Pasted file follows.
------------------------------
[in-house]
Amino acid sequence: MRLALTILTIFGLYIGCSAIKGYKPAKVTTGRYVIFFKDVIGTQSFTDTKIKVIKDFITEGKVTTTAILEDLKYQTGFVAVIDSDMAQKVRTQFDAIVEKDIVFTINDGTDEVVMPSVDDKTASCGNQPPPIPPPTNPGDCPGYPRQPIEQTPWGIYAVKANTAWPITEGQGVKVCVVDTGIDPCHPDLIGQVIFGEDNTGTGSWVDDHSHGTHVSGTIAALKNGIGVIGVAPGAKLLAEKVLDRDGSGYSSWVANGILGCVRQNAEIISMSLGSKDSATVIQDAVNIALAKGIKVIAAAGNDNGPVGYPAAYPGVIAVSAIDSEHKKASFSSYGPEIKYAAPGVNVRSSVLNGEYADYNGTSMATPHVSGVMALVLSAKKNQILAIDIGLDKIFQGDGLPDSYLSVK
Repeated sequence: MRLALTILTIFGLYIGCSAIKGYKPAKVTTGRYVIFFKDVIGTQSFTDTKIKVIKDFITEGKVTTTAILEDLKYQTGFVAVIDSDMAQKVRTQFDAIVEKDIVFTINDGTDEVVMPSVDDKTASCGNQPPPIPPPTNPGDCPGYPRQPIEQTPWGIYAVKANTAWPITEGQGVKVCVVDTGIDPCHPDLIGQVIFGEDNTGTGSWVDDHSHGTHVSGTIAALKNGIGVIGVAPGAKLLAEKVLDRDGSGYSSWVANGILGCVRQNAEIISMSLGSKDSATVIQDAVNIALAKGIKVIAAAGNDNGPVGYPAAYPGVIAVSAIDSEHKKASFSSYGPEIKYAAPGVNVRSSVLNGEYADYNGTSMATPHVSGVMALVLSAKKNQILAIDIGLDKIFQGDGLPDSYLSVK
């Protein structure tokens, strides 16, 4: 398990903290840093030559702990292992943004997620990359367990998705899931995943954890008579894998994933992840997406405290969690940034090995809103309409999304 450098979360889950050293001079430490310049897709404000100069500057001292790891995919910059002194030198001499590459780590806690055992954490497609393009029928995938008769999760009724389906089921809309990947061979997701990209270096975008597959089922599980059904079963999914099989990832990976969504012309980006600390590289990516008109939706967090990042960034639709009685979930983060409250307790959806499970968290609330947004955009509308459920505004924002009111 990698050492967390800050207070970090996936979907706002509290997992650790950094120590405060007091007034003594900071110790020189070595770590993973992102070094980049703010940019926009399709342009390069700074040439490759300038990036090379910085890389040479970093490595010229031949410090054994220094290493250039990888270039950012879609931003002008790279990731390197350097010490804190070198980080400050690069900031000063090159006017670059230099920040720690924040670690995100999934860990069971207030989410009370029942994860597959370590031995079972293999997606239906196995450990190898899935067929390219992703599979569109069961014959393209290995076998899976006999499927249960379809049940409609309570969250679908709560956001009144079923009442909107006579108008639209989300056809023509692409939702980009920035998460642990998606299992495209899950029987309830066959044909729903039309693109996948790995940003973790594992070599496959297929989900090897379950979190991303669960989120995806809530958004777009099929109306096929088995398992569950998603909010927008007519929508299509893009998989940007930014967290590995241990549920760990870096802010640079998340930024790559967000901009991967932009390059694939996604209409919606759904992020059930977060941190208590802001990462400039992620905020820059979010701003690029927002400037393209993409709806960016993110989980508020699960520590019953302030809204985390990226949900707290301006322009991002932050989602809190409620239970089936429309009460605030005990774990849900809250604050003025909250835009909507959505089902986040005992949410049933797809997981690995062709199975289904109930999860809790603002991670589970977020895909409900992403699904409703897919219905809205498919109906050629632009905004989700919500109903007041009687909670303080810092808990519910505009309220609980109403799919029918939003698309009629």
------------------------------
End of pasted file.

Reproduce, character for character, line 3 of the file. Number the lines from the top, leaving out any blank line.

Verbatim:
Repeated sequence: MRLALTILTIFGLYIGCSAIKGYKPAKVTTGRYVIFFKDVIGTQSFTDTKIKVIKDFITEGKVTTTAILEDLKYQTGFVAVIDSDMAQKVRTQFDAIVEKDIVFTINDGTDEVVMPSVDDKTASCGNQPPPIPPPTNPGDCPGYPRQPIEQTPWGIYAVKANTAWPITEGQGVKVCVVDTGIDPCHPDLIGQVIFGEDNTGTGSWVDDHSHGTHVSGTIAALKNGIGVIGVAPGAKLLAEKVLDRDGSGYSSWVANGILGCVRQNAEIISMSLGSKDSATVIQDAVNIALAKGIKVIAAAGNDNGPVGYPAAYPGVIAVSAIDSEHKKASFSSYGPEIKYAAPGVNVRSSVLNGEYADYNGTSMATPHVSGVMALVLSAKKNQILAIDIGLDKIFQGDGLPDSYLSVK